West 2013 Online Show Daily, Day 1
Quote of the Day:“’Flat’ is the new ‘up’ in this defense budget environment.”— Robert O. Work, undersecretary of the Navy
The military services are facing potentially crippling constraints if sequestration takes place in March. Defense officials foresee the likelihood of draconian budget cuts being imposed that will cripple the force just as it is being counted on to assume new strategic missions. In most cases, the services will have to choose to sacrifice some capabilities so that others will remain part of the force. In worse-case scenarios, the U.S. military may be unable to meet its obligations when a crisis emerges.
These and other points were hammered home by speakers and panels on the first day of West 2013, the annual conference and exposition hosted by AFCEA and the U.S. Naval Institute in San Diego. While the event has the theme of “Pivot to the Pacific: What Are the Global Implications,” the first day’s discussions largely focused on the dire consequences of the fiscal cliff as well as potential solutions to avoid completely gutting the military force. Audiences generally were aware of the looming budget crisis, but many were surprised by the bluntness of the assessments offered by high-ranking Defense Department civilian and military leaders.
The shift of U.S. power to the Asia-Pacific will not be successful without an infusion of new technology and a dedicated effort to defeat a wide range of adversaries. The new strategic emphasis on the Asia-Pacific region poses a new set of challenges, mandating solutions that run the gamut from technological capabilities to cultural outreach and diplomacy.
An unprecedented choice allows soldiers to use communications and intelligence assets in more meaningful ways.
To monitor the possible effects of radiation on Americans who were in Japan during the 2011 earthquake, tsunami and subsequent damaged Fukushima Daiichi nuclear power plant, the U.S. Army Public Health Command has launched the Operation Tomodachi Registry website. The site provides location-based radiation dose estimates for the approximately 70,000 department-affiliated adults and children who were in one of 13 mainland Japan locations at the time of the disaster, which included the release of radiation into the environment.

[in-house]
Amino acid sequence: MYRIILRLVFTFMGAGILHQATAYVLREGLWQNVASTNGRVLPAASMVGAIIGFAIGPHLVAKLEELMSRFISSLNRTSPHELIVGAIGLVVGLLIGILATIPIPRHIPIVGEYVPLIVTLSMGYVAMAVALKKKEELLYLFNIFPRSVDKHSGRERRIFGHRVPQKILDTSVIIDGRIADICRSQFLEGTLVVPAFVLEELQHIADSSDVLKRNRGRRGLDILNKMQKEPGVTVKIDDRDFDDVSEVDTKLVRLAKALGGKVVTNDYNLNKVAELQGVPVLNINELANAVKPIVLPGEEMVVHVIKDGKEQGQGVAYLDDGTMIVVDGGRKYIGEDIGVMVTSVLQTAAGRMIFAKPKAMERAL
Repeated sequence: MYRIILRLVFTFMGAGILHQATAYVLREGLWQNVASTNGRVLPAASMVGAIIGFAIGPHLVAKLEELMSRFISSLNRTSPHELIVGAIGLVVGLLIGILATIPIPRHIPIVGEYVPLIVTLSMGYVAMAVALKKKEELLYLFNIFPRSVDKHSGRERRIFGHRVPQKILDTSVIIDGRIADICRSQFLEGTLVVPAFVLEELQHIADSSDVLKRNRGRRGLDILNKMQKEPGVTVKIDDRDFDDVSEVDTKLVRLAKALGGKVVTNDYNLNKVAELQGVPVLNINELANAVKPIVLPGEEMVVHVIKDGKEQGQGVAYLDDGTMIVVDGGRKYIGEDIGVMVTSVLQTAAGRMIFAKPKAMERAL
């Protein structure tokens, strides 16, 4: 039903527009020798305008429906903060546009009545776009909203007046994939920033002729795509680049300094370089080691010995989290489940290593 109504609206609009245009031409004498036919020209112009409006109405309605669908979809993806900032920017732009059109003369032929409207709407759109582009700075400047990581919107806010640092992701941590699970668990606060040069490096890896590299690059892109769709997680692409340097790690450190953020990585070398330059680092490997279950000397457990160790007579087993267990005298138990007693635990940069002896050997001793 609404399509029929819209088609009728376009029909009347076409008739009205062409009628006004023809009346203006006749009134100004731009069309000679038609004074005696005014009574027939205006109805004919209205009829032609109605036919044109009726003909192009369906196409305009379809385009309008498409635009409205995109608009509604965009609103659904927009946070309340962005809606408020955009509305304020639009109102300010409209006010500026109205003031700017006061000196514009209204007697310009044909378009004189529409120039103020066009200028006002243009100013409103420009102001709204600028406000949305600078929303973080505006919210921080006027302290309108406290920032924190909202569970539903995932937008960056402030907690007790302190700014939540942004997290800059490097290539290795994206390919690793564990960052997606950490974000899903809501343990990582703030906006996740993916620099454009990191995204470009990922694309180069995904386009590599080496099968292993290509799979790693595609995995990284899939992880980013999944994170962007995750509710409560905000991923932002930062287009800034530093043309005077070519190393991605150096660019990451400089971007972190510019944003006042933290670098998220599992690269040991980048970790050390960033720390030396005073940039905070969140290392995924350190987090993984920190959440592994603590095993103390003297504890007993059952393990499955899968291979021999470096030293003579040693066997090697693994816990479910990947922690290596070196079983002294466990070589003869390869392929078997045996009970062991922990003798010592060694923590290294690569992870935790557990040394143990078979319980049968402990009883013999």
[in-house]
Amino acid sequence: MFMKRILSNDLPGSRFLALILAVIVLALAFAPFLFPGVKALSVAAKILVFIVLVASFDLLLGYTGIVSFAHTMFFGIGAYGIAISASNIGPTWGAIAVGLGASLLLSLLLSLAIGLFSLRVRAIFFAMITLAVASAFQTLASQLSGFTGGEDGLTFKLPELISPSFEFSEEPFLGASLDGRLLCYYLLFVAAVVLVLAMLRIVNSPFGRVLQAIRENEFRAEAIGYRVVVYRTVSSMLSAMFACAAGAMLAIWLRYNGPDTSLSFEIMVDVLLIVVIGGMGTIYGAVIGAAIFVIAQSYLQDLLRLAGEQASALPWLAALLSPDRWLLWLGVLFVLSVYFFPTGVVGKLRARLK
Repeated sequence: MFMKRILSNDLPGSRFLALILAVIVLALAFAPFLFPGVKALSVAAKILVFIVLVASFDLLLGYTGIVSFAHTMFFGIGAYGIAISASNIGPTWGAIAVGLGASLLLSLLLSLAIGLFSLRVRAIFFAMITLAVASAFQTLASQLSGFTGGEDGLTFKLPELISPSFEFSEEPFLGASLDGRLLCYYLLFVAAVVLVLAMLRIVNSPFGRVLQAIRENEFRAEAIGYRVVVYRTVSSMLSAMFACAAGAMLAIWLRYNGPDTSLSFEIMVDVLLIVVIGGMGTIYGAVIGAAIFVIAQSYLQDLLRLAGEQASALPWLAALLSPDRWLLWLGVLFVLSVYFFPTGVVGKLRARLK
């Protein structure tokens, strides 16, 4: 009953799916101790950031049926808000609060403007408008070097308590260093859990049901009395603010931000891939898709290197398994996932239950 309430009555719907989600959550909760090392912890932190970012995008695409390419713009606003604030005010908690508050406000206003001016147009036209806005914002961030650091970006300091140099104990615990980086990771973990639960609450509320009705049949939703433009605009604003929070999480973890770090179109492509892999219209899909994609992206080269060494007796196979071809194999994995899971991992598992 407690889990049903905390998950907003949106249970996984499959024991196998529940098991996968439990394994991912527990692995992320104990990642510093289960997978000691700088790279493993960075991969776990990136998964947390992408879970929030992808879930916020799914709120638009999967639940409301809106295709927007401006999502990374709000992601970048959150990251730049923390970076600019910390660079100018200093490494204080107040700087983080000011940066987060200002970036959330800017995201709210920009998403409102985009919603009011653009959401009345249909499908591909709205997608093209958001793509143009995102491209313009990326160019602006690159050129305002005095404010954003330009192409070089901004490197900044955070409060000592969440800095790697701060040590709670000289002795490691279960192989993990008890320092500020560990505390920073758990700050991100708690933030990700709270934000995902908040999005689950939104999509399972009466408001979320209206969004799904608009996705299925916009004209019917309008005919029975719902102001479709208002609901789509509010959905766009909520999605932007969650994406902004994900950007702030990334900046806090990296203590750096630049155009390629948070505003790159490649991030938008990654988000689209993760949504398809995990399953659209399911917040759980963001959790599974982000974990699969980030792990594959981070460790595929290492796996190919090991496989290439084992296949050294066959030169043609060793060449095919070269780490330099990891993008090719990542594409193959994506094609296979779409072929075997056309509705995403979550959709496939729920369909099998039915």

Military activities in the Asia-Pacific region have become more focused since the release of a defense strategy a few months ago that places renewed attention on the global area. Through U.S. Pacific Command's (PACOM's) recent theater campaign plan, leaders are telling the subordinate military-service components to report back in a year on how efforts are working while deconflicting duplicate programs.
Book By Norman Polmar and Michael White (U.S. Naval Institute Press, Annapolis, Maryland 2010, 238 pages)
TechNet Asia-Pacific 2012 Online Show Daily: Day 3
Quote of the Day: “Anyone who wants to go to conflict is not right.”—Lt. Gen. Francis J. Wiercinski, USA, commanding general, U.S. Army Pacific
The commander of the Pacific Fleet sees changes taking place far into the future.
The infinite domain may best be addressed on a geographical basis.
The nature of the challenges facing the largest U.S. area of operation require acting locally as well as globally.
Whether in operations, intelligence or information systems, the same technology concerns predominate.
The next two years will see huge leap-ahead capabilities for ground forces, but with an increase in inherent risks.
The military goal to ensure Asia-Pacific security aims to prevent an economically disastrous war.
Deployed out of theater for a decade, the U.S. Army Pacific returns with an increased emphasis on its mission.
The nature of forward deployment is changing as the United States adjusts to its Pacific rebalancing.
The land down under looks westward when it contemplates geopolitical issues around the Pacific.
A new mission for the military in the Asia-Pacific region will require different technologies for the force.
Either complacency or innovative attackers have lessened the effectiveness of conventional computer and network security measures.